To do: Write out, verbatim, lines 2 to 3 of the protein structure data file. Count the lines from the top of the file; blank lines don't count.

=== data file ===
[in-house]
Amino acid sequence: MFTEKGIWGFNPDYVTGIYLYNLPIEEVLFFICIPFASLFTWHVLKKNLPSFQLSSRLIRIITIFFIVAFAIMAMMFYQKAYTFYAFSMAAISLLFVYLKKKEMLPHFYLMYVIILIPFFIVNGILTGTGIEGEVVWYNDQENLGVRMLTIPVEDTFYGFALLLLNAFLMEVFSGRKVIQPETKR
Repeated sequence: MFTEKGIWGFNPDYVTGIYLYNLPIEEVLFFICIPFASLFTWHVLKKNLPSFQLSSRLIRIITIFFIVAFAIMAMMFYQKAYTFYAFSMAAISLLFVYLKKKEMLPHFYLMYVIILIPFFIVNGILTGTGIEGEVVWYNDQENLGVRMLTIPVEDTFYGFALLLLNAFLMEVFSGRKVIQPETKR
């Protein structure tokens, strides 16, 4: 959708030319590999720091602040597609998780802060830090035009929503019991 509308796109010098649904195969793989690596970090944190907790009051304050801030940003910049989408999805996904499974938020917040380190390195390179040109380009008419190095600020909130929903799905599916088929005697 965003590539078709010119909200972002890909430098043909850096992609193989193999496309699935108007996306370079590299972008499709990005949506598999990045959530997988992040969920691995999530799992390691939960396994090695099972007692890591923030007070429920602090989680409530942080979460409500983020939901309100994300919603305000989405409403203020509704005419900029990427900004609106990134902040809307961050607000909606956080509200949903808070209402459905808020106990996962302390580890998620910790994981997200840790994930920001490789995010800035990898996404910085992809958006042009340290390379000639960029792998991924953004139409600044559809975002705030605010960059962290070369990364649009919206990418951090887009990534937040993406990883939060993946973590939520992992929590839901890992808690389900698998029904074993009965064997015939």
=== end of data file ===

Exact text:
Amino acid sequence: MFTEKGIWGFNPDYVTGIYLYNLPIEEVLFFICIPFASLFTWHVLKKNLPSFQLSSRLIRIITIFFIVAFAIMAMMFYQKAYTFYAFSMAAISLLFVYLKKKEMLPHFYLMYVIILIPFFIVNGILTGTGIEGEVVWYNDQENLGVRMLTIPVEDTFYGFALLLLNAFLMEVFSGRKVIQPETKR
Repeated sequence: MFTEKGIWGFNPDYVTGIYLYNLPIEEVLFFICIPFASLFTWHVLKKNLPSFQLSSRLIRIITIFFIVAFAIMAMMFYQKAYTFYAFSMAAISLLFVYLKKKEMLPHFYLMYVIILIPFFIVNGILTGTGIEGEVVWYNDQENLGVRMLTIPVEDTFYGFALLLLNAFLMEVFSGRKVIQPETKR